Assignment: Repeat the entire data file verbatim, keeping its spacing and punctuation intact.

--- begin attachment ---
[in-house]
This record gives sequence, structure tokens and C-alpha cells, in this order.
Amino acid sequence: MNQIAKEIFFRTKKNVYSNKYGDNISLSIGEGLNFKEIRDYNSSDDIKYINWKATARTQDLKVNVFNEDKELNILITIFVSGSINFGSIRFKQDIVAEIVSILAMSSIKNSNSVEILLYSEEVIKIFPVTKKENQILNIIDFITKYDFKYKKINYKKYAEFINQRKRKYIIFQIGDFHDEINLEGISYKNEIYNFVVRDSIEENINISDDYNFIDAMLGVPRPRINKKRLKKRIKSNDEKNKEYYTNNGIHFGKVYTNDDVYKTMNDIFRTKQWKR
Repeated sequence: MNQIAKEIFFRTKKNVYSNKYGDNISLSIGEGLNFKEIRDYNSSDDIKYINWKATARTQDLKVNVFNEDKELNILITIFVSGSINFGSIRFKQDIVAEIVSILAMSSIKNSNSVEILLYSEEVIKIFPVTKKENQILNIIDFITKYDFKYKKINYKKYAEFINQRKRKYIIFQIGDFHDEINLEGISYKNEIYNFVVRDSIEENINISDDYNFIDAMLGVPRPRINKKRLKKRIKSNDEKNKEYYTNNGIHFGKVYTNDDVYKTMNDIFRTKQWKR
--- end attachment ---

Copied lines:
[in-house]
This record gives sequence, structure tokens and C-alpha cells, in this order.
Amino acid sequence: MNQIAKEIFFRTKKNVYSNKYGDNISLSIGEGLNFKEIRDYNSSDDIKYINWKATARTQDLKVNVFNEDKELNILITIFVSGSINFGSIRFKQDIVAEIVSILAMSSIKNSNSVEILLYSEEVIKIFPVTKKENQILNIIDFITKYDFKYKKINYKKYAEFINQRKRKYIIFQIGDFHDEINLEGISYKNEIYNFVVRDSIEENINISDDYNFIDAMLGVPRPRINKKRLKKRIKSNDEKNKEYYTNNGIHFGKVYTNDDVYKTMNDIFRTKQWKR
Repeated sequence: MNQIAKEIFFRTKKNVYSNKYGDNISLSIGEGLNFKEIRDYNSSDDIKYINWKATARTQDLKVNVFNEDKELNILITIFVSGSINFGSIRFKQDIVAEIVSILAMSSIKNSNSVEILLYSEEVIKIFPVTKKENQILNIIDFITKYDFKYKKINYKKYAEFINQRKRKYIIFQIGDFHDEINLEGISYKNEIYNFVVRDSIEENINISDDYNFIDAMLGVPRPRINKKRLKKRIKSNDEKNKEYYTNNGIHFGKVYTNDDVYKTMNDIFRTKQWKR